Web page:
The part of the Supreme Rule which expresses the claim of this Virtue, is this: We must speak the truth: which may be farther unfolded, by reference to the origin of the principle, in this manner: We must conform our language to the universal understanding among men which the use of language implies.
As he puts it later, "a Contract to speak the Truth is implied in the use of Language" (EM §216), and by making an assertion one is implicitly recognizing some kind of broad right of those addressed to know the truth. The subjective disposition described by this Idea, of course, is the Virtue of Veracity, and the duties associated with it follow from this basic rule, understood broadly.
The dispositions associated with this Virtue are as you would expect. Fidelity or Good Faith is conformity of action to engagement, and if love is added to it, it becomes Loyalty. Freedom from fraudulent disposition is Probity. The person with Integrity has Simplicity or Singleness of Heart.
Obviously lying is a violation of Veracity, but so is promise-breaking and contract-breaking. We not only have the duty to avoid deceitful behavior but to cultivate a hatred of duplicity and a desire to be honest with others, and thus, as with the other Ideas, have the concomitant duties of moral culture. Thus our actions should not just be honest but convey the importance of honesty, so we have a duty not only to be truthful but to convey the "Spirit of Truth" (EM §220) in our truthful actions. Deceitfulness must be made unnatural to us.
There are Cases of Conscience for all kinds of duties, but the appearance of conflicting duties combined with the apparent clarity of the conceptions associated with the Idea mean that duties of Veracity are particularly likely to be considered in this context. Common understanding is a major issue here. For instance, a promiser should interpret his promise in the way he thinks the promisee is likely to take it, because that is the only possible common understanding between them (EM §280). In part because of this, promises are only relative duties created by the people involved; the promiser thus is not bound to a promise if released by the promisee. Immoral promises should be broken, but this does not do away, Whewell thinks, with the relative duty between promiser and promisee -- promising something immoral creates a conflict of duties for oneself, and promises morally made should always be kept. To take another example, fictions and polite expressions are recognized as such under common understanding, so they are not lies.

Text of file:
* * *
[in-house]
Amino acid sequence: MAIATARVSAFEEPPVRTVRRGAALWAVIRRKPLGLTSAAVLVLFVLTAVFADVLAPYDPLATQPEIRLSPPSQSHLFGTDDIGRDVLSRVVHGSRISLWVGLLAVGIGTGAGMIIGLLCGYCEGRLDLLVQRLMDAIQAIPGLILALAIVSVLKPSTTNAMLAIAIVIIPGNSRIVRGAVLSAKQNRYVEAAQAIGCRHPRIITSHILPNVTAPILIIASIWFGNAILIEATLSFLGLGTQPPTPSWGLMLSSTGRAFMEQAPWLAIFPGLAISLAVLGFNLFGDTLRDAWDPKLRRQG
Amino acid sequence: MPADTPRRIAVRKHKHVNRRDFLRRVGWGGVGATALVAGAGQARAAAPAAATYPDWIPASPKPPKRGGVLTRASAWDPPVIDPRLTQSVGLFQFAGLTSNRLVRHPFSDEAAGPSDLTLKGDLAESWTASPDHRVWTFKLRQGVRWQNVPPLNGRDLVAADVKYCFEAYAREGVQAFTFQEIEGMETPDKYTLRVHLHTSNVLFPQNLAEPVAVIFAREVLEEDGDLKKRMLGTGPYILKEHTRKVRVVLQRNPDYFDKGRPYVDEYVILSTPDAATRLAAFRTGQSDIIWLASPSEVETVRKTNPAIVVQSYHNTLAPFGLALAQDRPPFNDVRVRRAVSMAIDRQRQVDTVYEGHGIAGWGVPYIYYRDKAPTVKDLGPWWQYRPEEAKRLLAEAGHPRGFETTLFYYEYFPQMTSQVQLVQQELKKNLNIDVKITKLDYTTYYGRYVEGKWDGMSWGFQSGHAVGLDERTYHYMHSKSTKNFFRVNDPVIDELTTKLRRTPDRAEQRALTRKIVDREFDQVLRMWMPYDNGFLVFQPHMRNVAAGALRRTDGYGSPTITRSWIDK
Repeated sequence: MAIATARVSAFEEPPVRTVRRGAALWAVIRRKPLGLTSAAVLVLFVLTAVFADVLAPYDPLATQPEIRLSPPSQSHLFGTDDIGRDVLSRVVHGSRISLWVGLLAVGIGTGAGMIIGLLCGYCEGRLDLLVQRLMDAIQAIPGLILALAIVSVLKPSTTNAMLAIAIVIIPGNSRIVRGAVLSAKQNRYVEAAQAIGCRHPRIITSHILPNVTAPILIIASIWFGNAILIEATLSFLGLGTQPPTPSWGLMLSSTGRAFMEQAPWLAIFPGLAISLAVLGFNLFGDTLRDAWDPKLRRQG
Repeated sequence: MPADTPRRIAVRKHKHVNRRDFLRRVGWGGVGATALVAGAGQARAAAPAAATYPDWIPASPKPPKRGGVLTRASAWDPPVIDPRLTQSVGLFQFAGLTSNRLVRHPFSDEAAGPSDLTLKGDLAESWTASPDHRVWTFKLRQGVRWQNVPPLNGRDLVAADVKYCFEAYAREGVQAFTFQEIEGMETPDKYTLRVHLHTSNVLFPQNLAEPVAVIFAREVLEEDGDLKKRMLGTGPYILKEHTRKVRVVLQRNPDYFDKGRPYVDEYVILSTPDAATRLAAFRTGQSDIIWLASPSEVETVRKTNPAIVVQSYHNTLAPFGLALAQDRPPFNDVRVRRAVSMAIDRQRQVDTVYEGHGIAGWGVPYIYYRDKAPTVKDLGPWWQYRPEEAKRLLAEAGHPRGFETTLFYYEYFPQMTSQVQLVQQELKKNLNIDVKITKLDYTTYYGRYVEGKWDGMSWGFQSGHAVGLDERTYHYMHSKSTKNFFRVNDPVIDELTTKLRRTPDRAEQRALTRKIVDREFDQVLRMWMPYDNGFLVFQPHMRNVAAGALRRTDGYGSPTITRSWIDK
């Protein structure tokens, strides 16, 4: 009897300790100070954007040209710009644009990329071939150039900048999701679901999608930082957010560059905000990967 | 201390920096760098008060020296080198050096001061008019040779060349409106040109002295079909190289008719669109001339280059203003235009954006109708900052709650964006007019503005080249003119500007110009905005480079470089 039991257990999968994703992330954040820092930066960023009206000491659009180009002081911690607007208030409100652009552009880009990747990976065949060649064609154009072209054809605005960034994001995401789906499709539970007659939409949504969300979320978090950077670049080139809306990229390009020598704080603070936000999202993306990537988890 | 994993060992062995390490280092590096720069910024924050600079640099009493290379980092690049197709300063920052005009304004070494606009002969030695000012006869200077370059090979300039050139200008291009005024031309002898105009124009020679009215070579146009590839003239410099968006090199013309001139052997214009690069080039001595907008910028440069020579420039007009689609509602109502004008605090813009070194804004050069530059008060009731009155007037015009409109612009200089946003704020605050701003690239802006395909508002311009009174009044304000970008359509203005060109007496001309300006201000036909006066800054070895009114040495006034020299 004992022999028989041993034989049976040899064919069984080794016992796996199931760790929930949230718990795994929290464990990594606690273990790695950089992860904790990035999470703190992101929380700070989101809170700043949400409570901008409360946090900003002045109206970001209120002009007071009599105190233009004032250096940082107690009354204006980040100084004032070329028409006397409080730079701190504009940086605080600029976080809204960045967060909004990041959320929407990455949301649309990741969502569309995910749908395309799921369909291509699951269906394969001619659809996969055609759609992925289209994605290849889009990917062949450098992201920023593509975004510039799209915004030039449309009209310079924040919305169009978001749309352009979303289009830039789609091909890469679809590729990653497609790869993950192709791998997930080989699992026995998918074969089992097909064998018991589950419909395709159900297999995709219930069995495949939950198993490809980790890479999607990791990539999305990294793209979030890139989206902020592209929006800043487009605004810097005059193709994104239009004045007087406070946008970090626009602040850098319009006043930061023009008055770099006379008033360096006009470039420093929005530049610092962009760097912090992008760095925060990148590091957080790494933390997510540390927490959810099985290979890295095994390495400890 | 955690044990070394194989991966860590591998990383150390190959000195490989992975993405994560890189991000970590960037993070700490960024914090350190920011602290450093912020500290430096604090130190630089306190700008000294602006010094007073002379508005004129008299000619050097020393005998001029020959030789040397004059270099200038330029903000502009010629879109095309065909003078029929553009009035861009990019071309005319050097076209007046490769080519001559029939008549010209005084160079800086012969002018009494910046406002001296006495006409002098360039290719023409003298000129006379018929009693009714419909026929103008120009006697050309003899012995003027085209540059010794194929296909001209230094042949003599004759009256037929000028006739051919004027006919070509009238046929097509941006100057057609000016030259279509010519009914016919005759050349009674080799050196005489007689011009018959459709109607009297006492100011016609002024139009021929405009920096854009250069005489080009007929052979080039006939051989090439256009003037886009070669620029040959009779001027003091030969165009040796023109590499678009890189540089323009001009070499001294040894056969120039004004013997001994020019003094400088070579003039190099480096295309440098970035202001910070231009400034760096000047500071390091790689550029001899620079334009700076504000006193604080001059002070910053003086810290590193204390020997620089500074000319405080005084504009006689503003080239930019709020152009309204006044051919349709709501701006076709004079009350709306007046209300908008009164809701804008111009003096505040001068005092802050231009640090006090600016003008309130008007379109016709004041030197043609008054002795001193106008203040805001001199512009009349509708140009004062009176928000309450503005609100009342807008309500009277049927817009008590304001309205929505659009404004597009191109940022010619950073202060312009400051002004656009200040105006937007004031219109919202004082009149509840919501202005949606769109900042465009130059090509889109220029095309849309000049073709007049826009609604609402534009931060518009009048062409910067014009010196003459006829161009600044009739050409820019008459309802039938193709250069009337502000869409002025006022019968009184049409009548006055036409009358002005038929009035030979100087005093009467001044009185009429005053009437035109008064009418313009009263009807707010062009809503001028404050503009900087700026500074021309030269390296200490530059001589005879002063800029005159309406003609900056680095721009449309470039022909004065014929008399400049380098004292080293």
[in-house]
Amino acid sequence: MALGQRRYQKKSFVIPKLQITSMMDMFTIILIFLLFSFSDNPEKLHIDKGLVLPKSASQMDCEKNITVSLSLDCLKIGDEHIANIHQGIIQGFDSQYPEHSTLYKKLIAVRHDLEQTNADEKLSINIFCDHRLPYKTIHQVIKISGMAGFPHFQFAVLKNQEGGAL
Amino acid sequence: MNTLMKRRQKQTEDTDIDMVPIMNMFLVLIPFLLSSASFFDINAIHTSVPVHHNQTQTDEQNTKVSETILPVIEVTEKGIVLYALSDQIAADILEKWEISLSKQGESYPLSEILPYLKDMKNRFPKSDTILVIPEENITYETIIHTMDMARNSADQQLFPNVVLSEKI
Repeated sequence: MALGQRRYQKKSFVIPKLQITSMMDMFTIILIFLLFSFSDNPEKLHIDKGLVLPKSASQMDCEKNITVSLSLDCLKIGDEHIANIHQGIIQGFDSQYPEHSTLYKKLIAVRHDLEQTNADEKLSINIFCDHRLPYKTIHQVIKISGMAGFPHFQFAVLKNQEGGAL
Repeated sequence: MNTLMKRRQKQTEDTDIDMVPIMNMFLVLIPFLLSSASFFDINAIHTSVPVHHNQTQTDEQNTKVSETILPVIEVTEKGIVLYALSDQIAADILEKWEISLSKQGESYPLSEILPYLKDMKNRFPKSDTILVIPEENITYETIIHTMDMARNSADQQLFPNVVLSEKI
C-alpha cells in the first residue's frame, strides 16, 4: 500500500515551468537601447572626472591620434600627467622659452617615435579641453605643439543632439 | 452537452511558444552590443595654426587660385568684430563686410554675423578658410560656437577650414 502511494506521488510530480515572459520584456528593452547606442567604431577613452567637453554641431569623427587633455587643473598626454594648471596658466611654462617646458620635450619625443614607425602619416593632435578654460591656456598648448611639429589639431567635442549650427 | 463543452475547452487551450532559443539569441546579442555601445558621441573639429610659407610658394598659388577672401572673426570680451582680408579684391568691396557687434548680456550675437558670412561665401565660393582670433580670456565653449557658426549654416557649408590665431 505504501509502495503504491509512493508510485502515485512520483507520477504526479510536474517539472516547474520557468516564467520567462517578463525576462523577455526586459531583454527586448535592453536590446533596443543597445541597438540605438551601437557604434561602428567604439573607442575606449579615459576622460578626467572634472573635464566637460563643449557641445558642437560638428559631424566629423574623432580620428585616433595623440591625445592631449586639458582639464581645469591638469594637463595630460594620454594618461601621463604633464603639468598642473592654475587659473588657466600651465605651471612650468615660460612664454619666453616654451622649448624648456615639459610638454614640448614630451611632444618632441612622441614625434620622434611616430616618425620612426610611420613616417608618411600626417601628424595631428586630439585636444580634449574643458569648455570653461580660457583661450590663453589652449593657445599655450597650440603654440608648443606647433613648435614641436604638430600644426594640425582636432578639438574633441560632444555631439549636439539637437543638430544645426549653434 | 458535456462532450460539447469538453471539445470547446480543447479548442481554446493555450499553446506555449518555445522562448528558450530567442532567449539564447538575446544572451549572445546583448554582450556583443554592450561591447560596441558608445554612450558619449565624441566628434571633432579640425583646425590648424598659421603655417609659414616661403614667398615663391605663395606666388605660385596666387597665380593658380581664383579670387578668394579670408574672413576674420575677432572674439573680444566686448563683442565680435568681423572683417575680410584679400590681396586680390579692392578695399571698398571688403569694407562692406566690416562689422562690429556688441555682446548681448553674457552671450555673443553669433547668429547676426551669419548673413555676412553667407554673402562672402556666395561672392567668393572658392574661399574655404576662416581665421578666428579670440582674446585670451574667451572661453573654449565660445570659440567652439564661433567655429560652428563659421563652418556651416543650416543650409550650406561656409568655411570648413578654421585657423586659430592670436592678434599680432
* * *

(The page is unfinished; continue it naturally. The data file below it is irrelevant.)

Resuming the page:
Because of the way he understands common understanding, Whewell has a peculiar view when it comes to what he calls Lies of Necessity, such as when you are faced with a choice of either lying or letting people die; and he regards them as excusable. But the standard of necessity has to be quite strict -- it has to be fear of immediate and inevitable death, although perhaps some non-immediate but inevitable cases might be allowable, and even such cases do not give a blanket permission. Excusable is not the same as blameless or admirable, and where it is admirable, as in some heroic cases, it is so for expressing some other moral principle. Cases may take us beyond our best rules and our usual duties; but they do not take us beyond the standard imposed by the Idea of Veracity.
States as moral agents of course have duties of Truth, as well, for instance, in upholding treaties, but Whewell does not spend an extensive amount of time discussing them. Likewise, while it is true of Veracity as with other cases that the Christian faith intensifies and incentivizes natural duties, Whewell takes the bulk of Christian duties of Veracity to be already also protected indirectly by other duties -- to love one's neighbor, to restrain one's desires, and the like.